Sunday, March 30, 2008

Detroit Must Invest In Africa In Order To Survive by Akindele Akinyemi


Urban conservatism must be returned and redefined in order to move our communities forward. One can clearly understand how Detroit and other urban communities can benefit from the free market by trading and expanding our local influence in Africa.
The continent of Africa as well as the African Diaspora must be viewed upon as an emerging market tied in with natural resources that will help benefit our growing emerging sector here in Detroit and urban Michigan. For example, I find it strange that we, in both Democratic and Republican circles, talk about China and India but we never discuss Rwanda. The reason? We still have images of the genocide that took place in that country in 1994 that almost wiped out close to a million people.
Detroit must begin to make that connection with countries like Rwanda because Rwanda, for example, is a emerging market. The Government of Rwanda is acutely aware that achieving the objectives requires a substantial contribution by foreign investors, who need to be welcomed and assisted on the ground. This awareness is reflected in several ways in the investment regime. Starting a business is much easier and faster in Rwanda, according to the World Bank, than it is in any of its neighbors. So is registering property. There are no sectors that are barred to foreign investors and no restrictions on the percentage of equity they might hold. The Constitution of 2003 also guarantees investors against expropriation, except in the public interest and with fair and prior compensation, which may be repatriated.
So how come Detroit is not ready to invest in places like Rwanda? Urban conservatives must begin to review how we do business here and abroad. Unfortunately, most urban conservatives I run across do not even understand Africa geographically and economically. This is because we still, in 2008, view Africa as a "dark" continent.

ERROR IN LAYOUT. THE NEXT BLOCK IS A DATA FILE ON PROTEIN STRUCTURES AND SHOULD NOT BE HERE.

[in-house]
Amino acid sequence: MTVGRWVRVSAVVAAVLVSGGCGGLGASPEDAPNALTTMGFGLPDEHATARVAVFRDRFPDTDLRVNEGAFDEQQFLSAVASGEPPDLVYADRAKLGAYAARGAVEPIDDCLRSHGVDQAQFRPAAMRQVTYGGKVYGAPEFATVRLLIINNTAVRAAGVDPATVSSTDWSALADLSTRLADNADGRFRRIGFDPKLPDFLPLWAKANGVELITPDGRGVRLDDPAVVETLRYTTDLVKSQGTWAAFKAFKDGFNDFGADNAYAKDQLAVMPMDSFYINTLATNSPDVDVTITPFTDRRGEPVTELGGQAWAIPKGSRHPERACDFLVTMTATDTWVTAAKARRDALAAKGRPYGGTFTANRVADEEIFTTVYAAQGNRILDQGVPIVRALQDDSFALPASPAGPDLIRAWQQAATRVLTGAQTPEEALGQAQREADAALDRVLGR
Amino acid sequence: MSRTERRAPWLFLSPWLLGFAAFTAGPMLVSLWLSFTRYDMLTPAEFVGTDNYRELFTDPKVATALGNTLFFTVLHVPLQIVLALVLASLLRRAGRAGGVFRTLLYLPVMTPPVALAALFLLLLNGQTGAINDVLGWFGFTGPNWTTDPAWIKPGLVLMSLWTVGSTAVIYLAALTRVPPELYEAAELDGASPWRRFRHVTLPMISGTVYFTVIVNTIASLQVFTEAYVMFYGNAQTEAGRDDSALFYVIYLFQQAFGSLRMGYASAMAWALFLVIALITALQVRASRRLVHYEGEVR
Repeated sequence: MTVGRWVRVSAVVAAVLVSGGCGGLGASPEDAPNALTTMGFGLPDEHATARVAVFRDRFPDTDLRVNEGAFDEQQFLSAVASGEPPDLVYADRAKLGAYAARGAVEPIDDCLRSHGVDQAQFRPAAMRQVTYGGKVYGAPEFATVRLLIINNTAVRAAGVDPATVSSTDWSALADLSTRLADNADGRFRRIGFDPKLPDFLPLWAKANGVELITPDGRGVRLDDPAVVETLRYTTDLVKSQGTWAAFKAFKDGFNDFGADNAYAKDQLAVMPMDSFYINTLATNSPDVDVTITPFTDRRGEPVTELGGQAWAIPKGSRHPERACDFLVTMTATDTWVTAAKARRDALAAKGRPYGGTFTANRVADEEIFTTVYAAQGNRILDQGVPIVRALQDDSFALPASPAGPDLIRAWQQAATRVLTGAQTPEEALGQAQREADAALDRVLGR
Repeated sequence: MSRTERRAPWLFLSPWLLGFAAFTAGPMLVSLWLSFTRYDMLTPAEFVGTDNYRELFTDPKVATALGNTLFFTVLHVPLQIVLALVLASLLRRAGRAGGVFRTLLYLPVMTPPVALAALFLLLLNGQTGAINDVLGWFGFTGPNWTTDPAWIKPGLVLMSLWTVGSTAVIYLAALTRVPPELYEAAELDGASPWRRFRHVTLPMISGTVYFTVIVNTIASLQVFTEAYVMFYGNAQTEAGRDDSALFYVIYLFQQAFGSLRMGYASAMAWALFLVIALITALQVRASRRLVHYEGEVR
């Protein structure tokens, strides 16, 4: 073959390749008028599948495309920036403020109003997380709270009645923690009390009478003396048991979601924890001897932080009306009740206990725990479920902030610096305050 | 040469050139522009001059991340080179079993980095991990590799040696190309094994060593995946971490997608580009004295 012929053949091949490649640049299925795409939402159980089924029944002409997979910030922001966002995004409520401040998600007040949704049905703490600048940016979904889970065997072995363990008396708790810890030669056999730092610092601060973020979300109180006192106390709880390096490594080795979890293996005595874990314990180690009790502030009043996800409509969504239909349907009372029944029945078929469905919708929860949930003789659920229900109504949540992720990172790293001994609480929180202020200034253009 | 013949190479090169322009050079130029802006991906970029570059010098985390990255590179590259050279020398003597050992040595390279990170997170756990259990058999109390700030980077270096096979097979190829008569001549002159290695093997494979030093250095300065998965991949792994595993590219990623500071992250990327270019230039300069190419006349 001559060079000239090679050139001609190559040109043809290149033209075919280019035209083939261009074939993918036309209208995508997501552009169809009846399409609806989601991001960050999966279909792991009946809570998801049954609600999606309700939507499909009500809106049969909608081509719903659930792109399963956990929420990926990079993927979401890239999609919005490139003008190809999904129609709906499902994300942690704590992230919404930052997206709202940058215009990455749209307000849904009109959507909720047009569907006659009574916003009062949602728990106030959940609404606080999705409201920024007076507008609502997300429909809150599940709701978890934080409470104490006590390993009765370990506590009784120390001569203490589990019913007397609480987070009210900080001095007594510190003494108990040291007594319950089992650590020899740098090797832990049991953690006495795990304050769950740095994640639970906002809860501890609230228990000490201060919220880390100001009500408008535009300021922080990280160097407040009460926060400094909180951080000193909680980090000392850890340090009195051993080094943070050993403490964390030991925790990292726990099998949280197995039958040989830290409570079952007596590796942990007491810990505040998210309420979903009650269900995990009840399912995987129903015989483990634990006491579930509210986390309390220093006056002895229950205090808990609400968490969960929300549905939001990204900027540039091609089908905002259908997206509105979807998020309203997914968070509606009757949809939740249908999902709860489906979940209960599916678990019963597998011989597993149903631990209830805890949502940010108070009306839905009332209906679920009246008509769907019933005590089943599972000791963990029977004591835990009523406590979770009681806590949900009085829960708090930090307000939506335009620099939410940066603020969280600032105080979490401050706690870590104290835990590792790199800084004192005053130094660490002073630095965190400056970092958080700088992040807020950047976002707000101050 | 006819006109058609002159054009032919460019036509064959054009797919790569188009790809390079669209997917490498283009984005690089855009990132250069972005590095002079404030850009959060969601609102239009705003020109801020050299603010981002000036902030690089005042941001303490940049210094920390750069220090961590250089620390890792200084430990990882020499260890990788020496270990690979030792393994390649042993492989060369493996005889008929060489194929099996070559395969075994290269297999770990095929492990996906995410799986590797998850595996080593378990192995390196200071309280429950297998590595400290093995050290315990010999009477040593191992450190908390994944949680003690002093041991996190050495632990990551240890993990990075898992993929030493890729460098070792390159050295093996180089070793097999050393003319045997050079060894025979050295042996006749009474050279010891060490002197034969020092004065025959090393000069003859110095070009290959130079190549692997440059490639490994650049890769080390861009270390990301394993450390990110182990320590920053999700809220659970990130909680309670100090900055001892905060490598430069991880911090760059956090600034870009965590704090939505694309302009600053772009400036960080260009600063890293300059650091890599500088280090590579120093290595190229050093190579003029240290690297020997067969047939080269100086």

Part of redefining urban conservatism in 2008 is to begin embracing Pan-Africanism from a free market perspective. Urban conservatives will utilize a more conservative measure in investing in ventures like education and economics. Urban Conservatives must begin to lead the way to will institute relationship building between male and female within the framework of the church. The only way we begin to rebuild our tax base here in Detroit is to rebuild the family through marriages. We do not have to embrace homosexuality or bi-sexuality when we are following God's commandments here on Earth. It is time that we move the church towards a more Pan African approach by way of reinstilling our values as God commanded. We are preventing the rise of a "Messiah" when we embrace values that are not ours.
Detroit should embrace urban conservatism because urban conservatives believe that the basic role of government should be to promote freedom. Businesses should be free to thrive, and people should be free to live their lives, form communities and express themselves creatively. Freedom is not possible, however, without first securing the public's safety and preserving the natural environment.
Former Mayor Coleman A. Young prevented Detroit from becoming a emerging market during his tenure as Mayor of Detroit from 1974-1994. His race first philosophy of politics damaged the city's credibility. Blacks in Detroit, instead of understanding global connections to Africa, alienated themselves from doing businesses with the rest of the world, cut themselves off from the suburbs, and heavily relied on the automotive industry to sustain Detroit. Now Detroit is suffering economically from Coleman Young's mishaps as Mayor.